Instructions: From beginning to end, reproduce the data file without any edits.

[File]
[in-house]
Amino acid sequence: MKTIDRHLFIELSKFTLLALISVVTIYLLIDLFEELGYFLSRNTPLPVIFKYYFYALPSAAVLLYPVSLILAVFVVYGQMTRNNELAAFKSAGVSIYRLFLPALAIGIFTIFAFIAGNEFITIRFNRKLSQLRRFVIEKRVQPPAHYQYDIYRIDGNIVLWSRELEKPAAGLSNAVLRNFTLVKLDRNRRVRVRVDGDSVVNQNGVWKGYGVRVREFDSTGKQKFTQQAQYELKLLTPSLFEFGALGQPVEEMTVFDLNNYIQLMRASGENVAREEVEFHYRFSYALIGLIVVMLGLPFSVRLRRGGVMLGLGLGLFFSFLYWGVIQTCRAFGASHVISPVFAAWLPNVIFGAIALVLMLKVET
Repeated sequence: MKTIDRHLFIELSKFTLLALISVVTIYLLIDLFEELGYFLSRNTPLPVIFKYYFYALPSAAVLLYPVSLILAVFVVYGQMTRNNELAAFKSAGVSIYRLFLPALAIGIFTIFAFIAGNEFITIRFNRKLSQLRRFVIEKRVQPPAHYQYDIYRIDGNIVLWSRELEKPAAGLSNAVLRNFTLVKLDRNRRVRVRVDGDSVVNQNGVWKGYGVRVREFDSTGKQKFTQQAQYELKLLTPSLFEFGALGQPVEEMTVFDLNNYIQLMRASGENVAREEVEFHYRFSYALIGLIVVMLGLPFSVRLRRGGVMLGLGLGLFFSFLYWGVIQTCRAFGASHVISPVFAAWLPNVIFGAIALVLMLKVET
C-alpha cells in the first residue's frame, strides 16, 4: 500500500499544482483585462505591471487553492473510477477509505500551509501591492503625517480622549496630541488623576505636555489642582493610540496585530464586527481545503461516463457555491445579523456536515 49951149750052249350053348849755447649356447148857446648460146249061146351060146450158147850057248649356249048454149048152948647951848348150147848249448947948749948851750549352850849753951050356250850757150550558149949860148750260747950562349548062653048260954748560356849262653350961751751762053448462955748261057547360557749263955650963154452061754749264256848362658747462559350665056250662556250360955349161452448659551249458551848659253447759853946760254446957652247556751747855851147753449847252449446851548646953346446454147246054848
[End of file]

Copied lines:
[in-house]
Amino acid sequence: MKTIDRHLFIELSKFTLLALISVVTIYLLIDLFEELGYFLSRNTPLPVIFKYYFYALPSAAVLLYPVSLILAVFVVYGQMTRNNELAAFKSAGVSIYRLFLPALAIGIFTIFAFIAGNEFITIRFNRKLSQLRRFVIEKRVQPPAHYQYDIYRIDGNIVLWSRELEKPAAGLSNAVLRNFTLVKLDRNRRVRVRVDGDSVVNQNGVWKGYGVRVREFDSTGKQKFTQQAQYELKLLTPSLFEFGALGQPVEEMTVFDLNNYIQLMRASGENVAREEVEFHYRFSYALIGLIVVMLGLPFSVRLRRGGVMLGLGLGLFFSFLYWGVIQTCRAFGASHVISPVFAAWLPNVIFGAIALVLMLKVET
Repeated sequence: MKTIDRHLFIELSKFTLLALISVVTIYLLIDLFEELGYFLSRNTPLPVIFKYYFYALPSAAVLLYPVSLILAVFVVYGQMTRNNELAAFKSAGVSIYRLFLPALAIGIFTIFAFIAGNEFITIRFNRKLSQLRRFVIEKRVQPPAHYQYDIYRIDGNIVLWSRELEKPAAGLSNAVLRNFTLVKLDRNRRVRVRVDGDSVVNQNGVWKGYGVRVREFDSTGKQKFTQQAQYELKLLTPSLFEFGALGQPVEEMTVFDLNNYIQLMRASGENVAREEVEFHYRFSYALIGLIVVMLGLPFSVRLRRGGVMLGLGLGLFFSFLYWGVIQTCRAFGASHVISPVFAAWLPNVIFGAIALVLMLKVET
C-alpha cells in the first residue's frame, strides 16, 4: 500500500499544482483585462505591471487553492473510477477509505500551509501591492503625517480622549496630541488623576505636555489642582493610540496585530464586527481545503461516463457555491445579523456536515 49951149750052249350053348849755447649356447148857446648460146249061146351060146450158147850057248649356249048454149048152948647951848348150147848249448947948749948851750549352850849753951050356250850757150550558149949860148750260747950562349548062653048260954748560356849262653350961751751762053448462955748261057547360557749263955650963154452061754749264256848362658747462559350665056250662556250360955349161452448659551249458551848659253447759853946760254446957652247556751747855851147753449847252449446851548646953346446454147246054848